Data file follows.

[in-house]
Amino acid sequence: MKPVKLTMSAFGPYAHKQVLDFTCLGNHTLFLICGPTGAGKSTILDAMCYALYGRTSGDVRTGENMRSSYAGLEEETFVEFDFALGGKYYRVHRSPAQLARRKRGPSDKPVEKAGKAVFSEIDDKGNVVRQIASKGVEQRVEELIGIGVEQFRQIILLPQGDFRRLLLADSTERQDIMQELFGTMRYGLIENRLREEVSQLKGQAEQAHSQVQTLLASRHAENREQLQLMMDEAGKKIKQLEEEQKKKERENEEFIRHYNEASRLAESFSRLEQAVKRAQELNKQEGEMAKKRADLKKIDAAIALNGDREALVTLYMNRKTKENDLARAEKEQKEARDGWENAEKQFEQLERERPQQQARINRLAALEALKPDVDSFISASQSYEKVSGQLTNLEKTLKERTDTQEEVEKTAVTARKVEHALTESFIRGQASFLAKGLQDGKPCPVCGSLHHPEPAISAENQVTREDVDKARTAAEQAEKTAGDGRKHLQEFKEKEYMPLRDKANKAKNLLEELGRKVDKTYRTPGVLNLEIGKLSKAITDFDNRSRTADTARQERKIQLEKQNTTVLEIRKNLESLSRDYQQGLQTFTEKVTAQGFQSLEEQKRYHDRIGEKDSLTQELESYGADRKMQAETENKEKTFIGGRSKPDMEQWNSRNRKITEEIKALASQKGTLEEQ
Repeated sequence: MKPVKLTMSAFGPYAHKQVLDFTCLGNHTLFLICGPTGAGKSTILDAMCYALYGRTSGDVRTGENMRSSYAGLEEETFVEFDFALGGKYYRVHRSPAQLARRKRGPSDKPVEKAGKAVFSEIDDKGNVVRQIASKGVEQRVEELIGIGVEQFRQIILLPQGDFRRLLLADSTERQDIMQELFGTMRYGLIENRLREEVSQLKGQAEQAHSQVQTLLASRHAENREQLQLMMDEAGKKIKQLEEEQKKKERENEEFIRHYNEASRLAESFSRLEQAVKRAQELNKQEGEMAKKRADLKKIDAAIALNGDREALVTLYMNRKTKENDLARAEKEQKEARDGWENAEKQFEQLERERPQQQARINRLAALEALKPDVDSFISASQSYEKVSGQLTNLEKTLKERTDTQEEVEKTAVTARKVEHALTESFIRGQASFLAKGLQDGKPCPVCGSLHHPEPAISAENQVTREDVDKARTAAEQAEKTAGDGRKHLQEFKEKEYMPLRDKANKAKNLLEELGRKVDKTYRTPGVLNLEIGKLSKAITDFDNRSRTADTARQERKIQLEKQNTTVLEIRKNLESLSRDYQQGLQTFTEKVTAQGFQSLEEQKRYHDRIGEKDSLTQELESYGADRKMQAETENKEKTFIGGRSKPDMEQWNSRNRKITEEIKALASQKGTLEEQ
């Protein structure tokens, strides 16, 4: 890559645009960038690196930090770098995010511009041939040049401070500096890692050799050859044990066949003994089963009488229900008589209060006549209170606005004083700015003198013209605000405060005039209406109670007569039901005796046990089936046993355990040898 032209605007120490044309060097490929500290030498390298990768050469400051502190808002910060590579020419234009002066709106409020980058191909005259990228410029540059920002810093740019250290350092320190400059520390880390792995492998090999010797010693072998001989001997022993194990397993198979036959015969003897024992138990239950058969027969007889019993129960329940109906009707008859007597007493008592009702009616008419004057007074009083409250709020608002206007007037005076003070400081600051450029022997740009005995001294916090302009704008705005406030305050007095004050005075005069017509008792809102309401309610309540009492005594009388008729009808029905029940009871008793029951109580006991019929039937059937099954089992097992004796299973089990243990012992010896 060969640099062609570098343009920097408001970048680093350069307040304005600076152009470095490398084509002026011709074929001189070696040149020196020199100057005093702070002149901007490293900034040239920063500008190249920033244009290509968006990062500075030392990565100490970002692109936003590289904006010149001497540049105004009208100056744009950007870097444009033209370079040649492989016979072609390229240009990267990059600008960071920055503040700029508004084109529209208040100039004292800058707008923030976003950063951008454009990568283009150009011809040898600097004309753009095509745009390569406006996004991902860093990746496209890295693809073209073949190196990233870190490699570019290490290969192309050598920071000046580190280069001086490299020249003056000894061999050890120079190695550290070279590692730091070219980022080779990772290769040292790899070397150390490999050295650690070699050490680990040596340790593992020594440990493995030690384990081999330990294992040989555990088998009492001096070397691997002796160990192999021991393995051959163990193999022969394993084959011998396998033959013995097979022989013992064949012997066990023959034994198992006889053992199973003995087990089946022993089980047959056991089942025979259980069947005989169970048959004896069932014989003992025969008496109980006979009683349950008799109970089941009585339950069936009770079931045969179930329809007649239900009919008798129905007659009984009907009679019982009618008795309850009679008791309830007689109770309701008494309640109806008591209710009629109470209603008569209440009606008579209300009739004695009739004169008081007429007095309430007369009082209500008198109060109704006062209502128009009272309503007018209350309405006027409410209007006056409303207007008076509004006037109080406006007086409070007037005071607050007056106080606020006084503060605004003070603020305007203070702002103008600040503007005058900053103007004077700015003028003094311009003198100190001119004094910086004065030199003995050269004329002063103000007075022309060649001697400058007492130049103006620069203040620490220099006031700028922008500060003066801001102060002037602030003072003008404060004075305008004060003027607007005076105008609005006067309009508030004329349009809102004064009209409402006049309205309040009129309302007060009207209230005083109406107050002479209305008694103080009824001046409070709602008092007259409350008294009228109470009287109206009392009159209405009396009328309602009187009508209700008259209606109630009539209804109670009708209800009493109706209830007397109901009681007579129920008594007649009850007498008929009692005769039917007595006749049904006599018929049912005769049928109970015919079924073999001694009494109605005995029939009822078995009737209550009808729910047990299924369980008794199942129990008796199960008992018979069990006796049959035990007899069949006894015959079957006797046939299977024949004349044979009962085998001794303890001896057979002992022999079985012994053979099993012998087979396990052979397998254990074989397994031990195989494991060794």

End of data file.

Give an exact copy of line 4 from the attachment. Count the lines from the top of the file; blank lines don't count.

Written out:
């Protein structure tokens, strides 16, 4: 890559645009960038690196930090770098995010511009041939040049401070500096890692050799050859044990066949003994089963009488229900008589209060006549209170606005004083700015003198013209605000405060005039209406109670007569039901005796046990089936046993355990040898 032209605007120490044309060097490929500290030498390298990768050469400051502190808002910060590579020419234009002066709106409020980058191909005259990228410029540059920002810093740019250290350092320190400059520390880390792995492998090999010797010693072998001989001997022993194990397993198979036959015969003897024992138990239950058969027969007889019993129960329940109906009707008859007597007493008592009702009616008419004057007074009083409250709020608002206007007037005076003070400081600051450029022997740009005995001294916090302009704008705005406030305050007095004050005075005069017509008792809102309401309610309540009492005594009388008729009808029905029940009871008793029951109580006991019929039937059937099954089992097992004796299973089990243990012992010896 060969640099062609570098343009920097408001970048680093350069307040304005600076152009470095490398084509002026011709074929001189070696040149020196020199100057005093702070002149901007490293900034040239920063500008190249920033244009290509968006990062500075030392990565100490970002692109936003590289904006010149001497540049105004009208100056744009950007870097444009033209370079040649492989016979072609390229240009990267990059600008960071920055503040700029508004084109529209208040100039004292800058707008923030976003950063951008454009990568283009150009011809040898600097004309753009095509745009390569406006996004991902860093990746496209890295693809073209073949190196990233870190490699570019290490290969192309050598920071000046580190280069001086490299020249003056000894061999050890120079190695550290070279590692730091070219980022080779990772290769040292790899070397150390490999050295650690070699050490680990040596340790593992020594440990493995030690384990081999330990294992040989555990088998009492001096070397691997002796160990192999021991393995051959163990193999022969394993084959011998396998033959013995097979022989013992064949012997066990023959034994198992006889053992199973003995087990089946022993089980047959056991089942025979259980069947005989169970048959004896069932014989003992025969008496109980006979009683349950008799109970089941009585339950069936009770079931045969179930329809007649239900009919008798129905007659009984009907009679019982009618008795309850009679008791309830007689109770309701008494309640109806008591209710009629109470209603008569209440009606008579209300009739004695009739004169008081007429007095309430007369009082209500008198109060109704006062209502128009009272309503007018209350309405006027409410209007006056409303207007008076509004006037109080406006007086409070007037005071607050007056106080606020006084503060605004003070603020305007203070702002103008600040503007005058900053103007004077700015003028003094311009003198100190001119004094910086004065030199003995050269004329002063103000007075022309060649001697400058007492130049103006620069203040620490220099006031700028922008500060003066801001102060002037602030003072003008404060004075305008004060003027607007005076105008609005006067309009508030004329349009809102004064009209409402006049309205309040009129309302007060009207209230005083109406107050002479209305008694103080009824001046409070709602008092007259409350008294009228109470009287109206009392009159209405009396009328309602009187009508209700008259209606109630009539209804109670009708209800009493109706209830007397109901009681007579129920008594007649009850007498008929009692005769039917007595006749049904006599018929049912005769049928109970015919079924073999001694009494109605005995029939009822078995009737209550009808729910047990299924369980008794199942129990008796199960008992018979069990006796049959035990007899069949006894015959079957006797046939299977024949004349044979009962085998001794303890001896057979002992022999079985012994053979099993012998087979396990052979397998254990074989397994031990195989494991060794």